Authors, Readers and GoodReads

GoodReads has quickly become one of my favorite websites. Every writer should know they have to get their book onto the GoodReads site as soon as it’s published. I cruised over there after “Joshua’s Tree” came out last June and put in my ASIN as they requested (that’s the Amazon code for your book) and was disappointed when my novel didn’t immediately pop up on the site like it was supposed to. I fumbled around for a day or so and then found the GoodReads Librarians. If you are having any trouble creating your author profile or getting your book up, they are super helpful and quick to respond. When I requested they put my book on the site, my expectations for their service was low. But to my surprise and satisfaction, they resolved my issue quickly, and I was off to the races.

Shortly after my book was put on GoodReads, a reader placed it on the GoodReads 2013 Summer Reads list.   https://www.goodreads.com/list/show/35263.2013_Summer_Reads#181  36339

It quickly shot to the top of the list (above over 800 other novels) and has remained there since. Being on the list has gotten me lots of free publicity, something we newly published writers are constantly on the search for.

Another thing I love about GoodReads is I can see when anyone adds my book to their “to-read” list, which happens almost every day and sometimes many times per day. Each time someone adds me, it validates my marketing efforts. I’ve had people add “Joshua’s Tree” to their “to-read” list all over the world, from Singapore to Seattle. Very motivating. And, of course, it is also gratifying to see the reviews of “Joshua’s Tree” pilling up on the GoodReads website.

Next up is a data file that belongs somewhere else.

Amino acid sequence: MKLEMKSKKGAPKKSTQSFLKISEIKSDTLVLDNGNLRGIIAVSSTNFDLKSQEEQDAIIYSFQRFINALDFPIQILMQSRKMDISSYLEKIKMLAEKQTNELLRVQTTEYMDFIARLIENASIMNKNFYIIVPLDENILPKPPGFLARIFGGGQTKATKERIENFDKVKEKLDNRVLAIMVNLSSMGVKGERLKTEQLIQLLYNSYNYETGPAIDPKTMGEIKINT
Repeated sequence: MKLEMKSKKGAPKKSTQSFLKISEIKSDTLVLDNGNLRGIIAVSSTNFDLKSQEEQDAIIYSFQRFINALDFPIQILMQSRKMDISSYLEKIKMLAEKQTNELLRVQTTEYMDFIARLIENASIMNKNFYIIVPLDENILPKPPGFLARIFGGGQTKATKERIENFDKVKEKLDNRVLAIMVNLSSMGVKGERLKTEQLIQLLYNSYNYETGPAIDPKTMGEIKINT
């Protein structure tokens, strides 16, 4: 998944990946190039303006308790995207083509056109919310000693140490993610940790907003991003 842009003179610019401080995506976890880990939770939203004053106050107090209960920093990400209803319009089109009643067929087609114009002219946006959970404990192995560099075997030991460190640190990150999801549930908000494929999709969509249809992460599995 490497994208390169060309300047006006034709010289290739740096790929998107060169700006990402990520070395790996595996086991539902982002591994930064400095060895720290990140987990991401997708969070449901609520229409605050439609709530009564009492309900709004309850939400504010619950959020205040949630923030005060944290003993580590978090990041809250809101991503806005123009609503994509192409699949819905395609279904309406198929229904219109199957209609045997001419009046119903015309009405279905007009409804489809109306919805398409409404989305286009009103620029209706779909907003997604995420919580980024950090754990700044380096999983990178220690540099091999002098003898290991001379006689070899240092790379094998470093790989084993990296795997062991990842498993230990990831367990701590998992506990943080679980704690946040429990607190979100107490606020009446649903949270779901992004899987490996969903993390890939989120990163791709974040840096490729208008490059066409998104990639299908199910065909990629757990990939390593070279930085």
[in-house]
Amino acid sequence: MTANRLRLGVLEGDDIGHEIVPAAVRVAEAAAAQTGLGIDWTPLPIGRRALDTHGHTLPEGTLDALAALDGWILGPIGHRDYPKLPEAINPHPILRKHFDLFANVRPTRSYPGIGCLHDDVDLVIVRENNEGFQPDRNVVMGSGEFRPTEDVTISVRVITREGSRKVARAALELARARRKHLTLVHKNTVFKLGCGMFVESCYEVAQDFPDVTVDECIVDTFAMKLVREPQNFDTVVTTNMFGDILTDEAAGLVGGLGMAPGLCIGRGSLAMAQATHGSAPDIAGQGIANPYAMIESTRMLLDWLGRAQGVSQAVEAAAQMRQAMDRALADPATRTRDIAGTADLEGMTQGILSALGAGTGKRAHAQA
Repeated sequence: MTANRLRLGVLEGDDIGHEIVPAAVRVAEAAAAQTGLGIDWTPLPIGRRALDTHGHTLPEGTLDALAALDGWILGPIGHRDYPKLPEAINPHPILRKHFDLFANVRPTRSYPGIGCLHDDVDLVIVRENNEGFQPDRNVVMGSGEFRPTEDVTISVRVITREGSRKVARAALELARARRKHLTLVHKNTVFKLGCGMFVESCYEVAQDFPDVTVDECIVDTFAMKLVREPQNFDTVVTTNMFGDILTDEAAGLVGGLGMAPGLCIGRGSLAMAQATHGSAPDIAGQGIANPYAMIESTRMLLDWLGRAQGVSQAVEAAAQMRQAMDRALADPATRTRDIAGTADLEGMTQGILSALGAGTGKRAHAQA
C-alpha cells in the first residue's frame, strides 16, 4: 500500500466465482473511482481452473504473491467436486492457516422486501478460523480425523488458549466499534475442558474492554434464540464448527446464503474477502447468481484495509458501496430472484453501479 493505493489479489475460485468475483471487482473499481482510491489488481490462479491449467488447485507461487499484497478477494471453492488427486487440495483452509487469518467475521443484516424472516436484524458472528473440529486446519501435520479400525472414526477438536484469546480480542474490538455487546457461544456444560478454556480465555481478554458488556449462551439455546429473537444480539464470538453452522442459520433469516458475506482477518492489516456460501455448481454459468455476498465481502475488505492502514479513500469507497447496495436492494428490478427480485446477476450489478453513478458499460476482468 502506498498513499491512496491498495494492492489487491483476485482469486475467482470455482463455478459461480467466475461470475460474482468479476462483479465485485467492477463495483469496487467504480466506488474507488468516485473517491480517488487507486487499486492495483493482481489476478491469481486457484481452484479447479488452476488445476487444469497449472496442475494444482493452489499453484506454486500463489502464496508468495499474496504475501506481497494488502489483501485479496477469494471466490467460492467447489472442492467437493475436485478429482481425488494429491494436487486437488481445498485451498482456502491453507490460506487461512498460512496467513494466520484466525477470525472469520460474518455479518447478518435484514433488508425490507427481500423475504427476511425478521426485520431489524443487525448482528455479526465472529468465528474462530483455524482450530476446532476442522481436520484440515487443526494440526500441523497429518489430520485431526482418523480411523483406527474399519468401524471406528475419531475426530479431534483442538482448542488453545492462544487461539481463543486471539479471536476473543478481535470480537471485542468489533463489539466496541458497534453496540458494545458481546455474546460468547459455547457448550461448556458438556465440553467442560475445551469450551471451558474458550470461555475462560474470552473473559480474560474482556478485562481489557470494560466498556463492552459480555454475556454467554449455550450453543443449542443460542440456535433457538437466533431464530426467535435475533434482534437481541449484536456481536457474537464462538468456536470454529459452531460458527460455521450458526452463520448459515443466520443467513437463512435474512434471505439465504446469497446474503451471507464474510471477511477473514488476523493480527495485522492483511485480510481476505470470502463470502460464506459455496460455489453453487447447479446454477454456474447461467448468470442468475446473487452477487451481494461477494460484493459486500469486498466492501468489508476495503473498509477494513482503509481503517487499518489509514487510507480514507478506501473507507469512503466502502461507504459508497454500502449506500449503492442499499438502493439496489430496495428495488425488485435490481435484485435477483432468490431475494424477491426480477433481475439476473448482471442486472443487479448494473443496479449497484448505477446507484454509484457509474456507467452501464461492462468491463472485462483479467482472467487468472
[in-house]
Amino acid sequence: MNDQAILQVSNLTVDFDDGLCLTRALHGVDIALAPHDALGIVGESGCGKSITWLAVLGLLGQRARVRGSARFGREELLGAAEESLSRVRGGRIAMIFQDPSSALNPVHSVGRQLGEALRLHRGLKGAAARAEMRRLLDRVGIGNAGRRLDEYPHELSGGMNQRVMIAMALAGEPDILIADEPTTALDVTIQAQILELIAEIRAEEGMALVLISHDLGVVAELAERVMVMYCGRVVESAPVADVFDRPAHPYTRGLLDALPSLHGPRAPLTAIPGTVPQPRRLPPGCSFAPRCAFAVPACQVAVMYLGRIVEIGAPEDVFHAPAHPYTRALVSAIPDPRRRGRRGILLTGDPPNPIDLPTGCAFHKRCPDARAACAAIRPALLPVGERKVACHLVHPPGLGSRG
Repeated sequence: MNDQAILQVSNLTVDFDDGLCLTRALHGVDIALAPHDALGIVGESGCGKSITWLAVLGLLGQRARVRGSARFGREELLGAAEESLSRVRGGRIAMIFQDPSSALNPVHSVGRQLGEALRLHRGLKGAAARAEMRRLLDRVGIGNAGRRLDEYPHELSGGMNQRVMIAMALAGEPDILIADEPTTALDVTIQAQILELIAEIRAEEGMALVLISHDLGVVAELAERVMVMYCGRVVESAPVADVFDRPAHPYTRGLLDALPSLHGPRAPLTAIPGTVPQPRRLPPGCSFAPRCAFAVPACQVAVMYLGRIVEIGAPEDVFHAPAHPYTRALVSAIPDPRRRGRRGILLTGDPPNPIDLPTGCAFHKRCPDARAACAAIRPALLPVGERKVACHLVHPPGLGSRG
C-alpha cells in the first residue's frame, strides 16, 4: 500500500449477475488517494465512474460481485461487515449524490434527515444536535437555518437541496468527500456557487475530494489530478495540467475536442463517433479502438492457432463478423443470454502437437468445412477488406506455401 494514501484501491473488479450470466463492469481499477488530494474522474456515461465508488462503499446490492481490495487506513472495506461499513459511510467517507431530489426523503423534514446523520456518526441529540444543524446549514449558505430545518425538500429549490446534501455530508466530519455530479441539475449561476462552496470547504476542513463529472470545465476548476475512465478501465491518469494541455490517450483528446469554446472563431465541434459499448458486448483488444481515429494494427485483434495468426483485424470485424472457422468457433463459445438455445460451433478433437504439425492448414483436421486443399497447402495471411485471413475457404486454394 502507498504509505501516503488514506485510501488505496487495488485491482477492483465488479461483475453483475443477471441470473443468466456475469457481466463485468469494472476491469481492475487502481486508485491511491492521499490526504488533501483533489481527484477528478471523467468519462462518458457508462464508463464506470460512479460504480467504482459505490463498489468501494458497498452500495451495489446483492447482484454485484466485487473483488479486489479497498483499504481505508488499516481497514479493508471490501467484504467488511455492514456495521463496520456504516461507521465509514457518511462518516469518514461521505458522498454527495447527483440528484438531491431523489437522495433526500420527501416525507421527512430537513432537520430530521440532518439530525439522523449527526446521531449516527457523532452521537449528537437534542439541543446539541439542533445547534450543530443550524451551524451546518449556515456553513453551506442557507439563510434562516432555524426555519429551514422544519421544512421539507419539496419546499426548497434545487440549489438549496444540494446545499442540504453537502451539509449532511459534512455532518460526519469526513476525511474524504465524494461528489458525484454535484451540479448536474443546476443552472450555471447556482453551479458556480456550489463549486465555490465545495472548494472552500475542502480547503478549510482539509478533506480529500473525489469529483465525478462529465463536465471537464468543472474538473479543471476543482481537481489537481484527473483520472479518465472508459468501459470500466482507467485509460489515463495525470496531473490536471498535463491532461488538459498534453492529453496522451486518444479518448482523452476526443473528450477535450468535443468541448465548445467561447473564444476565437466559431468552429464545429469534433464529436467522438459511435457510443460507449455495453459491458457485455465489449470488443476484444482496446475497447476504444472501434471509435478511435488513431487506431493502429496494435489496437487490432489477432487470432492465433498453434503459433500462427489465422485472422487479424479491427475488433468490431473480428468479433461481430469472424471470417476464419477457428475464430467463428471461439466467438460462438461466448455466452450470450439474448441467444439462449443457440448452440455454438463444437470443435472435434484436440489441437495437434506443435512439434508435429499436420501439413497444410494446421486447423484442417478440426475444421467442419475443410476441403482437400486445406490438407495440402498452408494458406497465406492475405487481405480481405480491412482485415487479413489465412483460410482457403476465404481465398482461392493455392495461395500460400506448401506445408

Many of us know that Amazon purchase GoodReads last spring, and I remember reading some concerns about GoodReads loosing its independence on different blogs I follow. So far, I really haven’t notice any change in the GoodReads platform, though I wasn’t overly familiar with the site before it was purchased. Below is a link to an interesting article from the Washington Post about why Amazon bought GoodReads. It also address a question that should always be on the published author’s mind, how are consumers deciding to buy a book?

http://www.washingtonpost.com/blogs/wonkblog/wp/2013/04/02/why-amazon-bought-goodreads/

What’s your thoughts on GoodRead–the good, bad and ugly? If your a writer, what do you think is the most powerful platform for promoting your work?

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About nwharrisbooks

Born and raised in a small town in north Georgia, my imagination evolved under the swaying pines surrounding my family's log home. On summer days that were too hot, winter days that were too cold, and every night into the wee hours I read books. My face was rarely seen, always hidden behind a binding. I was nurtured on fiction. Now it is my turn to create some of my own. I live in sunny southern California with my beautiful wife and two perfect children (I may be biased). I write like I read, constantly. I studied anthropology at UCSB and medicine at SUNY Buffallo.
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12 Responses to Authors, Readers and GoodReads

  1. MishaBurnett says:

    Personally I haven’t gotten anything from the site. I think it depends a lot on both the genre of the book and how much effort the author is willing to put into it. Since I don’t care much for spending time in discussion groups and it shows, I concentrate my efforts elsewhere.

    • Pray tell, where do you find the most success in promoting your work, Misha? Always on the lookout for new forms of promotion.